Sheepdogs, especially German Shepherds and Australian Shepherds, have often been victims of their success, and the Border Collie is unfortunately not spared by this wave of “fashionable dogs”.
Indeed, these breeds are reputed to be “intelligent” and, therefore, for many, “easy” to train.
However, an intelligent dog means a dog capable of developing strategies, anticipating and taking the initiative. Which, you will agree, is not something that just anyone can manage. And yes, one could quickly be overtaken and not be in control of his dog at all.
As you know, if you follow our articles closely, I am the owner of a Border Collie: H, for four years and recently the owner of a second Border Collie: Qara, who is already six years old. And I have often been accused, especially since Nature de Chien is developing nationally and no longer locally (by people who know me personally), of having Border Collies without being aware of the breed’s particularities.
And to reassure you of my legitimacy on this subject, let me tell you my story and that of my dogs.
I was born in the countryside; one could even say that I was born in a sheepfold since my parents are shepherds and always have, as far as I can remember, used Border Collies to work on their flock. It is, therefore, very natural that when I was old enough to have my dog, I chose this breed that had always fascinated me and for which I had, and still have a very particular attachment.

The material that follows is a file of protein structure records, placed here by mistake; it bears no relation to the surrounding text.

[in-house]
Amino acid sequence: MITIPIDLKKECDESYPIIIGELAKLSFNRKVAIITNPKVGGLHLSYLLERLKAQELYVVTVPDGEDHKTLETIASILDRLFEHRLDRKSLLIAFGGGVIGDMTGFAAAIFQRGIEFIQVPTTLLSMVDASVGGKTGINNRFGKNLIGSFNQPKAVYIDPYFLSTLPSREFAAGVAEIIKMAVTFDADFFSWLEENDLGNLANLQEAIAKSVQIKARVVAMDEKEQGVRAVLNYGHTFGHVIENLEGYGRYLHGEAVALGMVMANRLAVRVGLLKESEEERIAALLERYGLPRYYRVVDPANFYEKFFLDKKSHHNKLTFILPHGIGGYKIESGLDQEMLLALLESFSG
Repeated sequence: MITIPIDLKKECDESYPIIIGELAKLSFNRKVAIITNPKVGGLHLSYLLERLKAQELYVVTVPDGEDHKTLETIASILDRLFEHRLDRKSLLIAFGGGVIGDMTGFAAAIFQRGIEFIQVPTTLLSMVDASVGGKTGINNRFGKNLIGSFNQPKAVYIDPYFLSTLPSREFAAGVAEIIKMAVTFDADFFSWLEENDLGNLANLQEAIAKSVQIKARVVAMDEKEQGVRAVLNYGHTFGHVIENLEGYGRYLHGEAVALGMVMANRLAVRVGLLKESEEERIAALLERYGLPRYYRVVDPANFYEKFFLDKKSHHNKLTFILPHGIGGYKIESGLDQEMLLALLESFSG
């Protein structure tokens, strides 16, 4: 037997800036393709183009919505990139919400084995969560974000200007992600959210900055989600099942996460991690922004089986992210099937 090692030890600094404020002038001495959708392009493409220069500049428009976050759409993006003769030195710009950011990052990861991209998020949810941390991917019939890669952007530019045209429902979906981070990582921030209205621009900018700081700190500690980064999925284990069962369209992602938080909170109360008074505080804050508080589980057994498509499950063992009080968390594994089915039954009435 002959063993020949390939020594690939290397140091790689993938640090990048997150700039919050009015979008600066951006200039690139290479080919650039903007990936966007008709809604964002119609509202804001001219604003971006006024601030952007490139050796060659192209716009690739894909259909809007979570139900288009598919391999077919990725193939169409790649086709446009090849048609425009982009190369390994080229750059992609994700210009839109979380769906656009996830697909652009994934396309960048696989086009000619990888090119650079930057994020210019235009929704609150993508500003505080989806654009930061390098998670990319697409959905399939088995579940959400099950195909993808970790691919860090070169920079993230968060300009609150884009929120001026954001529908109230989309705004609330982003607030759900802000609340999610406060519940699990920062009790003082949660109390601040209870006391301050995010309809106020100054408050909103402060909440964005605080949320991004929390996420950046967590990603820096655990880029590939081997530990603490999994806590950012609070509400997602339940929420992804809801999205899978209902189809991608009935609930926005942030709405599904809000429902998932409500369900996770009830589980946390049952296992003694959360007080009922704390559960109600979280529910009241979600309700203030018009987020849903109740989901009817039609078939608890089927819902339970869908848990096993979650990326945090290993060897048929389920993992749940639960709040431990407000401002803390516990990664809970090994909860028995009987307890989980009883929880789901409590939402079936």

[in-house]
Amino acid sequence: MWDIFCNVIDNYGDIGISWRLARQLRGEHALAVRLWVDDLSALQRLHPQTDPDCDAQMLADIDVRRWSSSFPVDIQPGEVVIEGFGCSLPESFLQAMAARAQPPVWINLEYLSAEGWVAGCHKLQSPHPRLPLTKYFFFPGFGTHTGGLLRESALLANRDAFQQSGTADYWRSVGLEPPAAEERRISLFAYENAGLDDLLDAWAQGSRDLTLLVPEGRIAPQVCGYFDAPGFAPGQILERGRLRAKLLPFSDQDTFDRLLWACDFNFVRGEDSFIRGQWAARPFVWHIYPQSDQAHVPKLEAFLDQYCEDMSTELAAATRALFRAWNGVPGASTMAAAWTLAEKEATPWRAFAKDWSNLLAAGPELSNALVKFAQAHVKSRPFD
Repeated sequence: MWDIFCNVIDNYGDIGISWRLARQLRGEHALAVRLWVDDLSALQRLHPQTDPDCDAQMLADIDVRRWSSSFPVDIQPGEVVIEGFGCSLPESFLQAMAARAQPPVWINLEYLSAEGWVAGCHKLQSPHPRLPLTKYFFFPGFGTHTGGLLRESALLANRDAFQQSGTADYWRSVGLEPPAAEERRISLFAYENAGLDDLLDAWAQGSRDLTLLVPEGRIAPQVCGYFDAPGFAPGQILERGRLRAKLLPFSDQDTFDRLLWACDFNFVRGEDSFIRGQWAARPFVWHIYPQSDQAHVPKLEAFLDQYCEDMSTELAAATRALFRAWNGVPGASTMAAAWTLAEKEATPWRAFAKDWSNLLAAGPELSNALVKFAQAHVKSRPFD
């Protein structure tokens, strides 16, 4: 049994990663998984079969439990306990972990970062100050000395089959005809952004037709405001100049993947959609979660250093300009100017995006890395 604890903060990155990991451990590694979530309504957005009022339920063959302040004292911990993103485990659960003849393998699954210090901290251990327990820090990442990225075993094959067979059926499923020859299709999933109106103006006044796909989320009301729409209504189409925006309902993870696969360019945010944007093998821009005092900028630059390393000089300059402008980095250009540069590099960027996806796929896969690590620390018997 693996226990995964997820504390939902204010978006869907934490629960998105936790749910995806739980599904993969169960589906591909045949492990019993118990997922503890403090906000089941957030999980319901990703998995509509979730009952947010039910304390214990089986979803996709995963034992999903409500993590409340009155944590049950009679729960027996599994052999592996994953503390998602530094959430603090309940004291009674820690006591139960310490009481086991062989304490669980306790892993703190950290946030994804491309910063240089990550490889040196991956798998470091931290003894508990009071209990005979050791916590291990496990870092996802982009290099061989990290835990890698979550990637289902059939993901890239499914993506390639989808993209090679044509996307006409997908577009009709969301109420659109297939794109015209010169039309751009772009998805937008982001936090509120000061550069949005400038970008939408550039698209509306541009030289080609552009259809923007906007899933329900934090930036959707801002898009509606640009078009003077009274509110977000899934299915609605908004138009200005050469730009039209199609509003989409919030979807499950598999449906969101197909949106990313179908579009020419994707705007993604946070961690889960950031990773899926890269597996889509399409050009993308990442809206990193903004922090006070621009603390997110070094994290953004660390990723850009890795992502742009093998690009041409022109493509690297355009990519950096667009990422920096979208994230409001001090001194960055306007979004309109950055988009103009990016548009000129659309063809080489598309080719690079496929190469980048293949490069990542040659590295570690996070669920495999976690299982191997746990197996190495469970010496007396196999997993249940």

However, aware that I was not a shepherdess and that I would not have a flock of sheep to herd, I did not adopt the first Border Collie that came along.
It was then that I met H, a little one-year-old Border, who, unfortunately for him, had not “declared himself to the herd” (a term used to know whether or not the dog will have a strong instinct for herding). This lack of interest meant that he had to stay “locked up” in a kennel for his entire first year.
So I chose to adopt H, even though he comes from an excellent working lineage, to offer him another life environment knowing that despite his lack of interest in the herd, he was still a “working” dog and that, inevitably, one day or another, he would need to spend more time than the others.
And I was not disappointed! The first weeks, the first months, were sometimes difficult for him as for me because his lack of spending was visible: destruction, barking, unmanageable in leash, etc.
So I had to make choices, decisions and do everything I could to spend his immense energy.
Activities to propose to a Border Collie.
If you don’t have a herd, here are some activities you can/should offer a Border Collie to make sure he’s sufficiently spent at the end of the day:
Walks every day, even if you have a yard. I invite you to read our article on the perfect walk for your dog. Whether it’s a working dog or not, every dog needs at least 30 minutes of exercise outside of his yard every day. And of course, 30 minutes for a Border Collie is not enough! A Border Collie needs at least one to two hours of exercise a day.
The walks should be rich in mental, physical and olfactory stimulation. It’s not enough to walk on a short leash for two hours in the middle of the city. You have to be able to combine work time (walking on a leash, not moving, etc.), relaxation time (freedom or semi-freedom if your dog has not yet learned to recall or if the environment does not allow your dog to be completely free), and also time for educational games with you, to strengthen your relationship and his education, and to exercise him both physically and mentally.